Yoga in Amman is like everything else here–DIFFERENT, not bad, not good & EXPENSIVE (no values here!). Let me preface this comparison by acknowledging how THANKFUL I am to have found a place to go to practice yoga. I won’t call it a yoga studio, but a fitness club that offers classes twice a week. Here’s the shakedown of how yoga at home differs from yoga in Amman.
Yoga at Home in Old Town, Alexandria:
- I could WALK to the studio from my house, a short jaunt down a quaint street of historical, perfectly manicured homes, with GRASS, lots of dogs, cute boutiques and plenty of people out enjoying their day, regardless of the weather.
- I’m welcomed into a peaceful, serene space that smells like lavender or incense.
- I’m surrounded by like-minded people in fashionable, enviable yoga clothing–very unyogi-like , I know (that make me want to go home and order more Lululemon).
- The instructors are NICE and COMPLIMENTARY (and fit!).
- The music is hip and cool (similar to my musical tastes).
- People speak and smile to each other and the studio offers tea and cookies.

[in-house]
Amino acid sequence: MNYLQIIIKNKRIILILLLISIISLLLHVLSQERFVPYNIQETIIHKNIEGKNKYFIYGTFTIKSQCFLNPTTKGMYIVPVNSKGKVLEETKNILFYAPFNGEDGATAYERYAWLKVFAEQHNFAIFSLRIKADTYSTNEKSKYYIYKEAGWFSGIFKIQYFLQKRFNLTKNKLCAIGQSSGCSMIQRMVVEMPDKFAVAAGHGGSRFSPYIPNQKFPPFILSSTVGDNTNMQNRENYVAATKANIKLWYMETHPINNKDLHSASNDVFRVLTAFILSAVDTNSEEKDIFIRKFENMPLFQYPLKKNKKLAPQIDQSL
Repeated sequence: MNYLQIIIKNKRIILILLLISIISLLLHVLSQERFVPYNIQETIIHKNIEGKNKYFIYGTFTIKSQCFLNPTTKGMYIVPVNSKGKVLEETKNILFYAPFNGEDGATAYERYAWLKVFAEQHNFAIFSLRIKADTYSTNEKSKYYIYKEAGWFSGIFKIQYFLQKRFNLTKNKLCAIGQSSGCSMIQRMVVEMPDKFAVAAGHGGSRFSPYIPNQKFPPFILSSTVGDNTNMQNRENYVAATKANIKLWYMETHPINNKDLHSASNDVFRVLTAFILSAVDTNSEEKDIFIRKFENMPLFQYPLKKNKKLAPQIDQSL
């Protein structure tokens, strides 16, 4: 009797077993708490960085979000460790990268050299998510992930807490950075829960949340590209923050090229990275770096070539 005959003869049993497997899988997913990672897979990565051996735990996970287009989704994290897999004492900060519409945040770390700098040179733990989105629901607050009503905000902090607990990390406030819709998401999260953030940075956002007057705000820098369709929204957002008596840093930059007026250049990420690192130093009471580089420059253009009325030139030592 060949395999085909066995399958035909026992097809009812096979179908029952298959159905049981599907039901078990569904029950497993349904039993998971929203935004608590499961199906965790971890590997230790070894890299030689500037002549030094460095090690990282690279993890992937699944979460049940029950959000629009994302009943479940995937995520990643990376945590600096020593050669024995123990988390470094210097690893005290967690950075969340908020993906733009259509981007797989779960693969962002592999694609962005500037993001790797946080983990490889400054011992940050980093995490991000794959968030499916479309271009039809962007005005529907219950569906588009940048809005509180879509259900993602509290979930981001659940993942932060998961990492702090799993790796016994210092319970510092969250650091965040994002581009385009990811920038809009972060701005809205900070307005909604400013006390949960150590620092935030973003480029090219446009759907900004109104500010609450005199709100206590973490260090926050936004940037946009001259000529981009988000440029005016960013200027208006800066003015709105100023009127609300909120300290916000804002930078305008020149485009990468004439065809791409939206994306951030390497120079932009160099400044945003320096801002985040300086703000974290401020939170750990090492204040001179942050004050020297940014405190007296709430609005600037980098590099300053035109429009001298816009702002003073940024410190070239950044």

- Laughing is encouraged and practiced.
- Instructors encourage you to move at your own pace.
- You feel great after class: calm and collected.
- Although yoga is expensive, you don’t mind because you feel like it’s a value for the benefits you receive.
Yoga in Amman:
- I have to drive to the place (not a big deal, but driving here is DANGEROUS).
- There is no welcome. You enter, walk down a staircase into the inner sanctum of the gym that smells like a gym.
- No one wears yoga clothes.
- I was told and even asked to demonstrate how I do a pose the wrong way (Did I mention that I’m a certified yoga instructor? No one else has ever pointed out that I don’t do chair pose correctly. Shame on you former teachers of mine!) She told me that I’ve formed a bad “habit” and have to fix it.
- There is NO music! No sound, just the instructor’s voice.
- No smiling, no talking, no treats after class.
- No laughing allowed. This is very serious business.
- We all do the same pose, regardless of our level. Apparently, we are ALL beginners, plus there are long breaks in between the poses (we only did THREE, one of which was mountain pose).
- We practice Iyengar style yoga. Need I say more? Iyengar is a form of yoga, which I’m sure is fabulous, but extremely strict about alignment. I prefer vinyasa-style yoga, active, energetic classes where you feel like you’ve gotten a workout. After class I asked the teacher if this was a beginner yoga class and she told me it was a “mixed level” class. We did THREE poses in one hour and fifteen minutes and used chairs as props. God help me. Breathe! I also asked if she ever teaches vinyasa classes. She said, “No, ALL teachers in Amman teach Iyengar.”
- I paid more per class than I do in DC.I expect to pay a lot in the land of milk and honey–it’s a big city with lots of options. Here in Amman there are NO options and the price should reflect this.